On the forehead of the 1815dn is the control panel and a two-line text LCD. A full numeric keypad allows you to dial a fax number or key in the number of copies you want. The LCD shows the printer's menus, and dedicated forward and back keys allow you to drill down and up through the menus. A check button confirms the selection on the display, a return button takes you back to the last menu you saw, which saves you from having to drill up interminably, and an X button takes you straight back to the main menu. The menus are intuitive and easy to navigate, despite the limited buttons.
Below the printer's control panel is a gap that serves as the output tray. Since the output tray is contained within the body of the printer, there's no annoying wing-like appendage hanging off the printer. While the output tray can easily hold paper sizes up to A4, it has a small flap that folds out to ensure that your longer printed material doesn't go sailing to the floor. The one downside to this design is that you can't expand the output capacity--it maxes out at 150 sheets. The 1815dn comes with a 250-sheet paper tray that can accommodate multiple paper sizes, and you can expand its input capacity with an optional 250-sheet tray, for a total input of 550 sheets (including the ADF). The paper tray doesn't have a stop at the end, which could spell disaster if you're not paying attention when removing the paper tray. To be fair, though, it does have a stop midway, which will keep the tray from flying out due to an enthusiastic tug. Below the output tray is a door that folds out so that you can remove paper jams or change out the toner cartridge. A smaller door within that door flips open to serve as the bypass tray for loading single sheets of nonstandard media, such as transparencies or labels. The back of the printer has a flap that opens out to serve as an output tray for media fed through the bypass tray.
The 1815dn comes with the 3,000-page toner cartridge standard. The cost per page (CPP) for black text is about 2.3 cents, according to Dell. If you upgrade to the 5,000-page cartridge, you can reduce your text printing cost to about 1.6 cents per page. These costs are quite good for a laser printer: the Samsung SCX-4720F has a CPP of 2 cents with its high-capacity toner cartridge. The Canon MF570's CPP is about 3 cents, and the Brother MFC-8440's CPP is about 2.3 cents with its high-capacity cartridge. The control panel of the Dell 1815dn gives you access to a multitude of features. You can set paper size, reduce or enlarge copied images, autofit or clone copies, input paper type, select advanced fax features, and change scan resolutions, among other things. The scanner bed can accommodate paper sizes only up to A4, but the duplexer has a dedicated scanner (called the platen) that allows you scan up to legal-size pages. You can initiate scans from the printer's control panel or--if you install the included software--from your computer, using any number of applications, including Dell ScanCenter, PaperPort, or Adobe Photoshop.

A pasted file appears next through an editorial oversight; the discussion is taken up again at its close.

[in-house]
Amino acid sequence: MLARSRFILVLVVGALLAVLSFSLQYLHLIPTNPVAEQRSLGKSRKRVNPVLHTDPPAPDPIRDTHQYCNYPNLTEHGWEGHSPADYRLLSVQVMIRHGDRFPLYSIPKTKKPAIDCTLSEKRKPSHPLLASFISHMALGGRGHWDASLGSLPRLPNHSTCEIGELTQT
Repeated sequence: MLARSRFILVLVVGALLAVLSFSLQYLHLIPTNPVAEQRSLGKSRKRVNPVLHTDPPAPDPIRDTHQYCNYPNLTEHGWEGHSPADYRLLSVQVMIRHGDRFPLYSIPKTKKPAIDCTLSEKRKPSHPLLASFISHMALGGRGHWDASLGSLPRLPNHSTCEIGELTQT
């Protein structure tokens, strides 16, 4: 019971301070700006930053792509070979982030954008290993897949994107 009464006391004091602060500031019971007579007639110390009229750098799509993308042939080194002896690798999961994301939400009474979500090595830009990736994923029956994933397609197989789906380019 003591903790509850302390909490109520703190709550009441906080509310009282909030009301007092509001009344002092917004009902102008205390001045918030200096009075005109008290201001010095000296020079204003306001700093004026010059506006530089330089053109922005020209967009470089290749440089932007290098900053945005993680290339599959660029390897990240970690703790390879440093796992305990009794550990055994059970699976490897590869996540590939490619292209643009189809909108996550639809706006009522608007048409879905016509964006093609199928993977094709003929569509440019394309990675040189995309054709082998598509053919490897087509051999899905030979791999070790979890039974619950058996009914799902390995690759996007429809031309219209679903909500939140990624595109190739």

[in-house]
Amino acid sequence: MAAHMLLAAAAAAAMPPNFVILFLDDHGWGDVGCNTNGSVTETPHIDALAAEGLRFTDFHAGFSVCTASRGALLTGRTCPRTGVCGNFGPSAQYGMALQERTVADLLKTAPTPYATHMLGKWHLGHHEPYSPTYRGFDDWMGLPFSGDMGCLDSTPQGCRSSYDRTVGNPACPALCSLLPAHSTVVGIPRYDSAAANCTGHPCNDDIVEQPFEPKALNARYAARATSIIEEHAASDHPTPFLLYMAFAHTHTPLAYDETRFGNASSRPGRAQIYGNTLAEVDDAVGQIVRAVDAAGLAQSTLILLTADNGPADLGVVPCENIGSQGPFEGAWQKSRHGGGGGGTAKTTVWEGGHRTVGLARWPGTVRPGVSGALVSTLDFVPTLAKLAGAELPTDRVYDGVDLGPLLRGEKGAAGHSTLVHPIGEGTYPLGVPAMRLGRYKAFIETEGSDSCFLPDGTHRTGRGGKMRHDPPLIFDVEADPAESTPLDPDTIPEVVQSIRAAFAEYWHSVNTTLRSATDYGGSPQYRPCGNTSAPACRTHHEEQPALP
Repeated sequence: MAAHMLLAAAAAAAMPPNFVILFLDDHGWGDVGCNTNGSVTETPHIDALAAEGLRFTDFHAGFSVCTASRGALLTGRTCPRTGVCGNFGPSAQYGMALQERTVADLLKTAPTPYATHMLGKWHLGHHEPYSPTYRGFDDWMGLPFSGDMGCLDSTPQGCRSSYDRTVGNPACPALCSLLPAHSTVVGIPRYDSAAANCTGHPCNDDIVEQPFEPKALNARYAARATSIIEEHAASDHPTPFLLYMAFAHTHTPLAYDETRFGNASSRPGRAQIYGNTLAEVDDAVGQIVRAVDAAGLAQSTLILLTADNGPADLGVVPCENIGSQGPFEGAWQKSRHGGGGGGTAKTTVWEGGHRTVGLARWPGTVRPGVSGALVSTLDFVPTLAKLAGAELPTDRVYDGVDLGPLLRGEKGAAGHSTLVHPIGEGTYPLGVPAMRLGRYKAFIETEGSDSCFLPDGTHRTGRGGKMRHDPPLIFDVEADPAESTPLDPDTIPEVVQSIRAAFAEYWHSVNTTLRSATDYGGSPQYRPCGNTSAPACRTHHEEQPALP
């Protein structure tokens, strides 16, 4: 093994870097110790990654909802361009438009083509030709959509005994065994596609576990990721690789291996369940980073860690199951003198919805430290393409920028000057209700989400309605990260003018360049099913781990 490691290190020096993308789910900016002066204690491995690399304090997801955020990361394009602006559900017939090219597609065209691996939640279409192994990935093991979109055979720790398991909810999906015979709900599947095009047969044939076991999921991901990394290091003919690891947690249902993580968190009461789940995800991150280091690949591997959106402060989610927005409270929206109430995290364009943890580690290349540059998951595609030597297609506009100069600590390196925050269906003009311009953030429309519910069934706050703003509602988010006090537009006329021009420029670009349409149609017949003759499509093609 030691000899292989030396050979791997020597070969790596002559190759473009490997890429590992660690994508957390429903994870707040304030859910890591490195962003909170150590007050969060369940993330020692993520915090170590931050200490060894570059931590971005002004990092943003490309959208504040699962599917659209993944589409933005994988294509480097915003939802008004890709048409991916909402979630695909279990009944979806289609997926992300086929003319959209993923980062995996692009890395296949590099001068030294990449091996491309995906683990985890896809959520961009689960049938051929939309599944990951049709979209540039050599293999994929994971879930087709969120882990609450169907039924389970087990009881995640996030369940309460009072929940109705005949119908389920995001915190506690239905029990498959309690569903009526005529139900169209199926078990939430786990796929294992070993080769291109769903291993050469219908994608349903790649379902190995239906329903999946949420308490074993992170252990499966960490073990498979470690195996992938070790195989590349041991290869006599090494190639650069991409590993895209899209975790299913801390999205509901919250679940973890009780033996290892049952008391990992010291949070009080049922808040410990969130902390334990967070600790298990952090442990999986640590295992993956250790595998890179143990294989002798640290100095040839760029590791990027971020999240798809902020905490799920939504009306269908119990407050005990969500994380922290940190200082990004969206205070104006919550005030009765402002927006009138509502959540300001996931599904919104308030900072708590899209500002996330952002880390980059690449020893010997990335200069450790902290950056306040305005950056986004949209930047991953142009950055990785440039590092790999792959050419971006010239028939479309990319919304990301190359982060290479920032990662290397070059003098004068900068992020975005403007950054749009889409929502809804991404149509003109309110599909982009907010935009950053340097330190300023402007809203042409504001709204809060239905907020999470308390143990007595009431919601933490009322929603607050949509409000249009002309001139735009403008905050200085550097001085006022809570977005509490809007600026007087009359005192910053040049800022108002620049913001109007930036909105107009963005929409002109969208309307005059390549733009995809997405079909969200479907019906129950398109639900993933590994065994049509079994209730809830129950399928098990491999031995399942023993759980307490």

If you use Dell's Network Scan utility, you can scan a document to your networked computer as a JPEG, a TIFF, or a PDF. You can also send out scans via e-mail directly from the printer. In addition, if you plug in a USB flash thumbdrive to the front-mounted USB 1.1 port, you can scan directly to the key. (You can also print directly from the USB drive: Uuse the control panel to select the Print From option and navigate through the files and folders on the drive. This feature supports TIFF, BMP, TXT, PDF, and PRN files.)